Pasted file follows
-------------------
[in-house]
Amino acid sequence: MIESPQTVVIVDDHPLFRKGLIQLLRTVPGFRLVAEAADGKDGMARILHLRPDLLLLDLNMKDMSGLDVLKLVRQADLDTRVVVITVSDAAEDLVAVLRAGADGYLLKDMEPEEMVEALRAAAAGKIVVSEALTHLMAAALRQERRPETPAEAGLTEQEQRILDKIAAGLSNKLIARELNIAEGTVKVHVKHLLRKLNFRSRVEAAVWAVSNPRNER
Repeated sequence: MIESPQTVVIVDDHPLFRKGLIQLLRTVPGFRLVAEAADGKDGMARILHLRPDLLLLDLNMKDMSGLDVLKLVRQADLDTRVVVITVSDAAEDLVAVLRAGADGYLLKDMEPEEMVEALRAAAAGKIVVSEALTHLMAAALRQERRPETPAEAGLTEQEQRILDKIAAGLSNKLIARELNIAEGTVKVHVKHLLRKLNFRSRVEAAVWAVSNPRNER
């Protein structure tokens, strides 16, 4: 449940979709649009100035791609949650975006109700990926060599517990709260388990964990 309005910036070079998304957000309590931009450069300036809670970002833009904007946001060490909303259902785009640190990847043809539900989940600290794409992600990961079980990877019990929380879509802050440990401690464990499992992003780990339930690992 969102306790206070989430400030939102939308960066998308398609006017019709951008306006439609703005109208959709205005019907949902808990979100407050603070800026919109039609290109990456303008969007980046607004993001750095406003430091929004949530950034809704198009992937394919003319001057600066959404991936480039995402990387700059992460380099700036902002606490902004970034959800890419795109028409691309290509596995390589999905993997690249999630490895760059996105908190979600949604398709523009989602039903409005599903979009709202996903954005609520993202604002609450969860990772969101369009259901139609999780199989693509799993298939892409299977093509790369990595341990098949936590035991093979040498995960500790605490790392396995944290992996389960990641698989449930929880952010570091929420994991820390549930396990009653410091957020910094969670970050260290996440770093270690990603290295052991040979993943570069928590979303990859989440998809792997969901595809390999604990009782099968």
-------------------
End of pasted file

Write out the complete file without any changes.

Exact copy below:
[in-house]
Amino acid sequence: MIESPQTVVIVDDHPLFRKGLIQLLRTVPGFRLVAEAADGKDGMARILHLRPDLLLLDLNMKDMSGLDVLKLVRQADLDTRVVVITVSDAAEDLVAVLRAGADGYLLKDMEPEEMVEALRAAAAGKIVVSEALTHLMAAALRQERRPETPAEAGLTEQEQRILDKIAAGLSNKLIARELNIAEGTVKVHVKHLLRKLNFRSRVEAAVWAVSNPRNER
Repeated sequence: MIESPQTVVIVDDHPLFRKGLIQLLRTVPGFRLVAEAADGKDGMARILHLRPDLLLLDLNMKDMSGLDVLKLVRQADLDTRVVVITVSDAAEDLVAVLRAGADGYLLKDMEPEEMVEALRAAAAGKIVVSEALTHLMAAALRQERRPETPAEAGLTEQEQRILDKIAAGLSNKLIARELNIAEGTVKVHVKHLLRKLNFRSRVEAAVWAVSNPRNER
């Protein structure tokens, strides 16, 4: 449940979709649009100035791609949650975006109700990926060599517990709260388990964990 309005910036070079998304957000309590931009450069300036809670970002833009904007946001060490909303259902785009640190990847043809539900989940600290794409992600990961079980990877019990929380879509802050440990401690464990499992992003780990339930690992 969102306790206070989430400030939102939308960066998308398609006017019709951008306006439609703005109208959709205005019907949902808990979100407050603070800026919109039609290109990456303008969007980046607004993001750095406003430091929004949530950034809704198009992937394919003319001057600066959404991936480039995402990387700059992460380099700036902002606490902004970034959800890419795109028409691309290509596995390589999905993997690249999630490895760059996105908190979600949604398709523009989602039903409005599903979009709202996903954005609520993202604002609450969860990772969101369009259901139609999780199989693509799993298939892409299977093509790369990595341990098949936590035991093979040498995960500790605490790392396995944290992996389960990641698989449930929880952010570091929420994991820390549930396990009653410091957020910094969670970050260290996440770093270690990603290295052991040979993943570069928590979303990859989440998809792997969901595809390999604990009782099968």